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Grisbaum v. Amalgamated Meat Cutters & Tannery Workers Union

decided: December 23, 1982.

THOMAS GRISBAUM, PLAINTIFF-APPELLEE,
v.
AMALGAMATED MEAT CUTTERS & TANNERY WORKERS UNION, LOCAL NO. 73, DEFENDANT AND THIRD-PARTY PLAINTIFF, V. THE KOHL CORPORATION, DEFENDANT AND THIRD-PARTY DEFENDANT-APPELLANT



Appeal from the United States District Court for the Eastern District of Wisconsin. No. 79 C 46 -- John W. Reynolds, Judge.

Pell, Circuit Judge, Swygert, Senior Circuit Judge, and Marovitz, Senior District Judge.*fn*

Author: Pell

PELL, Circuit Judge.

Appellant Kohl Corporation (Kohl) appeals from a judgment of the district court vacating an arbitrator's award in favor of Kohl because of what the court termed the company's fraud at the arbitration hearing. The court held that by not calling one of its attorneys to testify about a telephone conversation, Kohl had deceitfully withheld important information from the arbitrator and thereby tainted the proceeding.

Kohl raises five challenges to the district court's decision. First, it says that there was no fraud because the arbitrator had all of the facts before him, including an uncontradicted account of the telephone conversation. Second, it says that even if there was fraud, appellee's action, brought under section 301 of the Labor Management Relations Act, 29 U.S.C. § 185, was barred by the statute of limitations. Third, it says that the posttrial amendment of the complaint to make Kohl a party defendant was improper. Fourth, it says that in vacating the award the district court should have remanded the entire case to the arbitrator, not just the issue of the appropriate relief. Fifth, it says that the award of attorney's fees was improper.

I. FACTS

Appellee Thomas Grisbaum was employed by Kohl as a meat cutter and was a member of the Amalgamated Meat Cutters & Tannery Workers Union (the Union). On June 17, 1975, he suffered a disabling back injury that rendered him unable to work for more than a year. On December 30, 1976, the Union notified Kohl that Grisbaum would be able to return to work on January 3, 1977.

Kohl, asserting that Grisbaum's injury was not work related, responded that it would not rehire Grisbaum because, under the collective bargaining agreement, the company was not required to reinstate a worker who had not worked for more than a year because of a non-work-related injury. In a letter to the Union dated January 17, the company affirmed that its decision was final.

The collective bargaining agreement provided that the Union had twenty-four hours in which to request that a panel of arbitrators hear a grievance. Instead of responding on January 18, the Union requested arbitration on January 28. Citing this delay, Kohl refused to agree to submit the grievance to arbitration. The company did agree, however, to arbitrate whether the Union could institute Grisbaum's grievance despite its failure to meet the twenty-four-hour deadline.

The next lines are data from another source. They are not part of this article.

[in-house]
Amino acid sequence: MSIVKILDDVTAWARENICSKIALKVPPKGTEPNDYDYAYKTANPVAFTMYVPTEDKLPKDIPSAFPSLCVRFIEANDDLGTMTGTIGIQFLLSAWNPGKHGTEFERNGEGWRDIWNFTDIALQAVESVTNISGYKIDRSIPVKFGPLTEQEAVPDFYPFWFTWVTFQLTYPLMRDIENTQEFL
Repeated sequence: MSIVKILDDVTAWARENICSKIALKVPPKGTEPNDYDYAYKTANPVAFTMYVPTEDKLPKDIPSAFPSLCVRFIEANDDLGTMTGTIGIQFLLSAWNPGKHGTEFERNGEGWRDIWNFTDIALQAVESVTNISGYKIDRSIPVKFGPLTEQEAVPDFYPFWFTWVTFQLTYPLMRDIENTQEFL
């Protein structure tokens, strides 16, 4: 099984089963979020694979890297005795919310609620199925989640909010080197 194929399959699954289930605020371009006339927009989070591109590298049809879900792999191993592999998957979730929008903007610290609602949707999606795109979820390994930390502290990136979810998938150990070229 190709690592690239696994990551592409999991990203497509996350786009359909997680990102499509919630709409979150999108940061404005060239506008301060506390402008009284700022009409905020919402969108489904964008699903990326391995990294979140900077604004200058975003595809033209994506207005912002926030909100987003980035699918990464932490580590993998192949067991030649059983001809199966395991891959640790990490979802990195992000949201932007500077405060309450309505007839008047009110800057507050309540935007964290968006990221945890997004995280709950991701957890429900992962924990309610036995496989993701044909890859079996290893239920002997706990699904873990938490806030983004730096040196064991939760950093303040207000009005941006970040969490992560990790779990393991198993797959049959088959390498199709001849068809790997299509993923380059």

At the arbitration hearing, the parties agreed that the issues to be determined were whether the grievance was arbitrable despite the Union's failure to meet the deadline and, if so, whether Grisbaum was estopped from asserting his claim for reinstatement or back pay. They also agreed that if the arbitrator decided against Kohl on both of those issues, they would be bound by the determination of the Wisconsin Division of Worker's Compensation as to whether Grisbaum's back injury was occupational. On October 4, 1977, the agency ruled that the injury was occupational, but, because the arbitrator ruled in Kohl's favor on the time bar issue, this ruling had no effect.

At the May 13, 1977, arbitration hearing, the Union claimed that Kohl's attorney Barton Peck had telephoned Gordon Loehr, the Union's business representative, on January 8, and waived strict compliance with the time limits of the collective bargaining agreement. The Union asserted that because of this telephone conversation it did not respond to Kohl's January 17 letter within twenty-four hours. Kohl did not deny that the conversation occurred, but asserted that it had wanted to expedite the arbitration proceedings rather than delay, and pointed to the language of the January 17 letter indicating a desire to hurry.

Only Loehr testified about the conversation at the hearing; neither side called Peck to testify, nor did he volunteer his version of the conversation.*fn1 On June 30, 1977, the arbitrator ruled that the Union's failure to meet the twenty-four-hour deadline barred it from instituting Grisbaum's grievance. The arbitrator said that the letter of January 17 was "entirely inconsistent" with the Union's claim that Peck had waived the time limits in the January 8 telephone conversation.

On January 5, 1979, Grisbaum filed an action in a Wisconsin county circuit court against the Union under section 301 of the Labor Management Relations Act, 29 U.S.C. § 185. On January 18, the Union removed the action to the district court and, on July 20, the court granted the Union leave to file a third-party complaint against Kohl. The trial was held on October 27, 1979; both Peck and Loehr testified about the telephone conversation and substantially agreed as to what was discussed. Following the trial, Grisbaum moved pursuant to Rule 15(b) of the Federal Rules of Civil Procedure to add Kohl as a party defendant and to amend his pleadings to assert his claim that the arbitrator's award was not binding on the parties because of Kohl's fraud.

On February 10, 1982, the district court vacated the arbitrator's decision, remanded the case to him to determine the relief to which Grisbaum was entitled, and granted the motions to add Kohl as a party defendant and to amend the complaint. The court dismissed Grisbaum's complaint against the Union and the Union's ...


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